AMD's AM5 Launches With Only DDR5 Support for Ryzen 7000, Dual-Chipset Design

AMD’s AM5 Launches With Only DDR5 Support for Ryzen 7000, Dual-Chipset Design

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(Image credit: AMD)

All signs indicate that AMD’s next-gen AM5 socket platforms that will house the 5nm Ryzen 7000 ‘Raphael’ processors will only support DDR5 memory when they arrive later this year, but it isn’t official. However, we have now confirmed through multiple sources in the supply chain that the X670 and B650 AM5 platforms support only DDR5 memory, which has pricing implications for platforms built around AMD’s upcoming Zen 4 processors. Additionally, we’ve also confirmed that AMD has moved to a chiplet-based design for the chipsets for its AM5 motherboards, so some models will come with two chipset dies.

Given the long-lived eye-watering pricing we’ve seen for DDR5 memory, AMD’s choice to only support DDR5 could prove to be a disadvantage in the face of Intel’s Raptor Lake, which we have confirmed will continue to support both affordable DDR4 and expensive DDR5 memory, enabling two pricing tiers for Intel platforms.

AMD has already announced that its AM5 socket platforms, which will replace the aging AM4 platform, will support the PCIe 5.0 and DDR5 interfaces as we see with Intel’s Alder Lake — but AMD hasn’t confirmed that DDR4 support isn’t an option. Our sources tell us that the X670 and B650 motherboards have no provisions for DDR4 support, and it isn’t yet clear if Ryzen 7000’s memory controllers even support DDR4. If they do support DDR4, AMD could have plans for lower-tier A-Series motherboards with DDR4 support, but we’re told that doesn’t seem likely.

DDR5 continues to be far more expensive than DDR4, and for little to no performance gain in many applications. While DDR5 availability and pricing have improved over the last few months, DDR5 marks the first generation of mainstream memory with onboard power management ICs (PMICs) and VRMs. Unfortunately, those have been in constant shortage due to the pandemic.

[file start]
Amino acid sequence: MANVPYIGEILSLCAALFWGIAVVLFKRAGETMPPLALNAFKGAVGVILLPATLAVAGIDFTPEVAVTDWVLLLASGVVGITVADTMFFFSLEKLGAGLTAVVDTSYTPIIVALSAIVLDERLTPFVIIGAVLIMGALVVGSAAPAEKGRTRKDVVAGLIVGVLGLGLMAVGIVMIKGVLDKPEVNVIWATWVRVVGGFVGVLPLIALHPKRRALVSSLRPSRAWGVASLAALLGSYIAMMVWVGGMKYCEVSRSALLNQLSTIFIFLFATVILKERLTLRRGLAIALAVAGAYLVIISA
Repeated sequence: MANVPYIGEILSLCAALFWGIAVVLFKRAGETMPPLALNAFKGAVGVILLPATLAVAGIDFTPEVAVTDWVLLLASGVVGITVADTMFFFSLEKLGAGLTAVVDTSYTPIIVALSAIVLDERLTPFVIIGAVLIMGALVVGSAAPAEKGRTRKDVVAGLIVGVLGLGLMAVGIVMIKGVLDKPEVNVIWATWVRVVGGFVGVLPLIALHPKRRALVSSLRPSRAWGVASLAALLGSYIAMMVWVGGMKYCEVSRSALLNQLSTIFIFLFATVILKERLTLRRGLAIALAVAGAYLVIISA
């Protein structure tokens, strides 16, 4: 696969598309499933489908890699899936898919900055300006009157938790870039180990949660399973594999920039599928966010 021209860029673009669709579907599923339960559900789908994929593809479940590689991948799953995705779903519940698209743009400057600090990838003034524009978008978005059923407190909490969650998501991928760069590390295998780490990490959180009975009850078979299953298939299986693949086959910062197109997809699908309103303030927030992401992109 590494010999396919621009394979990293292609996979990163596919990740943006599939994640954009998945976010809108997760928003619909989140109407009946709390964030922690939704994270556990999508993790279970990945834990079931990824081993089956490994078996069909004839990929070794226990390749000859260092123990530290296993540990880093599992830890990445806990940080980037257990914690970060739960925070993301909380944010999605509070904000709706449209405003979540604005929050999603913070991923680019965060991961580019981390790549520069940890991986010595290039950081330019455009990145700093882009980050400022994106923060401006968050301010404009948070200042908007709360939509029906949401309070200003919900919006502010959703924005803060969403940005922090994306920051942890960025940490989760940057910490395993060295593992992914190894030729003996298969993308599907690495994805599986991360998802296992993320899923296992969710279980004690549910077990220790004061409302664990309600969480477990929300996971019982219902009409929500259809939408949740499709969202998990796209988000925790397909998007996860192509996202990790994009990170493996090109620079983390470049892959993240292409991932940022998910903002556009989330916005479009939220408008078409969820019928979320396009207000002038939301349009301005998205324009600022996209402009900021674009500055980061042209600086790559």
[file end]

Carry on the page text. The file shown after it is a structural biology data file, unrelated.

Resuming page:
To highlight the current difference in pricing, below you can see a quick comparison of two low-end kits (DDR4-3200/DDR5-4800) and two higher-end kits (DDR4-4000 (for Gear 1 OC)/DDR5-6400). As you can see, the low-end and high-end DDR5 kits are well over twice the price of comparable DDR4 kits, and we don’t think those types of premiums will end any time soon. 

Micron expects PMIC/VRM supply to rebound in the second half of 2022, so we could see the situation improve as AMD’s Zen 4 Ryzen 7000 processors come to market, but it is best to temper your expectations. DDR5 pricing will fall as PMIC and VRM supply improves, but recent China lockdowns and ever-increasing lead times indicate it could be some time before we see that come to fruition. Additionally, DDR5’s more complex power circuitry and design mean that these modules will continue to command a premium over DDR4. DDR5 also has in-built ECC mechanisms for data at rest, which requires additional dies to provide the same memory capacity as DDR4. Though the pricing differences will become smaller over time, DDR5 will remain more expensive than DDR4, regardless of supply.



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